Rules for vendors and restaurants are a bit more relaxed in México, so walking down any street in the country’s cities makes finding food easy. Taco shops have cauldrons of meats bubbling with all your options right in plain sight. The taquero constantly chopping meats on his wooden block and shoving them into a double tortilla is not hidden from passersby. To conform with codes here in New York City, places that replicate this experience usually have to slide to an indoor setting with some regulations, but the spirit is just the same. You can find these stands and stalls on almost every block in some parts of Jackson Heights and Corona, with high concentrations on Roosevelt and 37th avenues as well as Northern Boulevard.

Photo by Sasha Maslov for The Queens Tribune.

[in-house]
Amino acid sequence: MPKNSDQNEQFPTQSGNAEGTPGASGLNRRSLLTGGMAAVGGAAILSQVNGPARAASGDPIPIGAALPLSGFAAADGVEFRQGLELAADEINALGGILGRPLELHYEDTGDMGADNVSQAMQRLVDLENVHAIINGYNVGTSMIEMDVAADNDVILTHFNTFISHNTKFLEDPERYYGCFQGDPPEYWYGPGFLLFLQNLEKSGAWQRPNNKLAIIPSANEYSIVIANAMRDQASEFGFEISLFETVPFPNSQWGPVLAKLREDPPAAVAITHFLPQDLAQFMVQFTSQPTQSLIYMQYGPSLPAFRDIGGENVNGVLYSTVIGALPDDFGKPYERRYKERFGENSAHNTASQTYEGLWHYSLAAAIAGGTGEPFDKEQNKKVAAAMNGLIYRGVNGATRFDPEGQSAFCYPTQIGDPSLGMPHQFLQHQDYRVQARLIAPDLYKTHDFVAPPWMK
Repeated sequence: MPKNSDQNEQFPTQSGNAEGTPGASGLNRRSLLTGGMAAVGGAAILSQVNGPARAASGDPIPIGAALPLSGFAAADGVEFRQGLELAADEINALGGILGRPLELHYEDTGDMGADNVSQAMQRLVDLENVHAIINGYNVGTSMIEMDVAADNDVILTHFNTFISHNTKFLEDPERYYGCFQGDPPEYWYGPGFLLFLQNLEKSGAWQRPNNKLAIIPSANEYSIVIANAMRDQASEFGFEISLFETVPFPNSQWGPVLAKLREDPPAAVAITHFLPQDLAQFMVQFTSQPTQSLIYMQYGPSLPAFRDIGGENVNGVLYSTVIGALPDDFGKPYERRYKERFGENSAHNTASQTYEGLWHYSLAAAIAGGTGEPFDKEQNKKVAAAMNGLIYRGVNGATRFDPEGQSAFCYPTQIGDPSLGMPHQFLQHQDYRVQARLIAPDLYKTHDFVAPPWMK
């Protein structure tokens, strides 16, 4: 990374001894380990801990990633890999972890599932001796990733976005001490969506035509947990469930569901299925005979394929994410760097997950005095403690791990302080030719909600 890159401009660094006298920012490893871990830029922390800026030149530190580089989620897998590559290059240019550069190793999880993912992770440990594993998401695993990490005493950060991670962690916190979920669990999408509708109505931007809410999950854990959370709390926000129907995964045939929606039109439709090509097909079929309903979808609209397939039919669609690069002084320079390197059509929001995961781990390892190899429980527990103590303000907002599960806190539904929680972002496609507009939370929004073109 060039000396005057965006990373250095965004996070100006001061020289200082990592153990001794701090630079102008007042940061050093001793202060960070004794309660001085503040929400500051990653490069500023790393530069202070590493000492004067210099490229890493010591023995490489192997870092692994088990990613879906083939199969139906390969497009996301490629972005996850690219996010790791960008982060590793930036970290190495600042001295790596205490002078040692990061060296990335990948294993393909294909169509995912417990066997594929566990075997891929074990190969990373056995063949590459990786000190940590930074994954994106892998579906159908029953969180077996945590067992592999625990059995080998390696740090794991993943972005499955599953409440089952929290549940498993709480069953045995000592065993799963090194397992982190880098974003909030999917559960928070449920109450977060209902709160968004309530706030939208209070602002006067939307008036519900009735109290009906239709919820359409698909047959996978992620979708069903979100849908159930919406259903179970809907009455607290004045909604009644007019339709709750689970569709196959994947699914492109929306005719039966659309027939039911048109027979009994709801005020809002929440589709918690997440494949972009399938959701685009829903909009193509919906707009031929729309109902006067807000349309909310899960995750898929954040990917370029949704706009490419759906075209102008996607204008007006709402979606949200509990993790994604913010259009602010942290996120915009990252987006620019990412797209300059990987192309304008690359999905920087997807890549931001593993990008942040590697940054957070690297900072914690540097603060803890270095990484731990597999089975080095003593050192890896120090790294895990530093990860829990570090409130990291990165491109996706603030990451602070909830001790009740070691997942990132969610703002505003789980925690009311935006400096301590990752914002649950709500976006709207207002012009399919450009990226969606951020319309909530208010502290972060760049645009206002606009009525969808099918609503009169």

A five-minute walk under the elevated tracks of the 7 line brings you to a very nondescript deli and La Esquina del Camarón Mexicano (80-02 Roosevelt Ave., open daily), born from a proprietor who got popular in the area making coctel de camarones at various locations during summer months. These shrimp cocktails in a tomato-based sauce full of clam juice and lime are staple foods back home, the rush of memories almost visible on the faces of people eating them here. The weekend stand churning these out during summer months still exists, but in 2014 a full kitchen and seating area requiring a bit of contortion to sit down was added to the back of the deli, along with a menu full of seafood antojitos. Fried fish and octopus tacos, fish empanadas and shark flautas are all delicious, but tops are the tostadas of both octopus and ceviche. The former is simple, fresh pieces of the mollusk, while the latter is a daily-made sea bass cooked in lime juice with touches of cilantro and tomato. As is the case for most of these spots, a trip late in the afternoon or evening might yield limited options after a busy day of sales.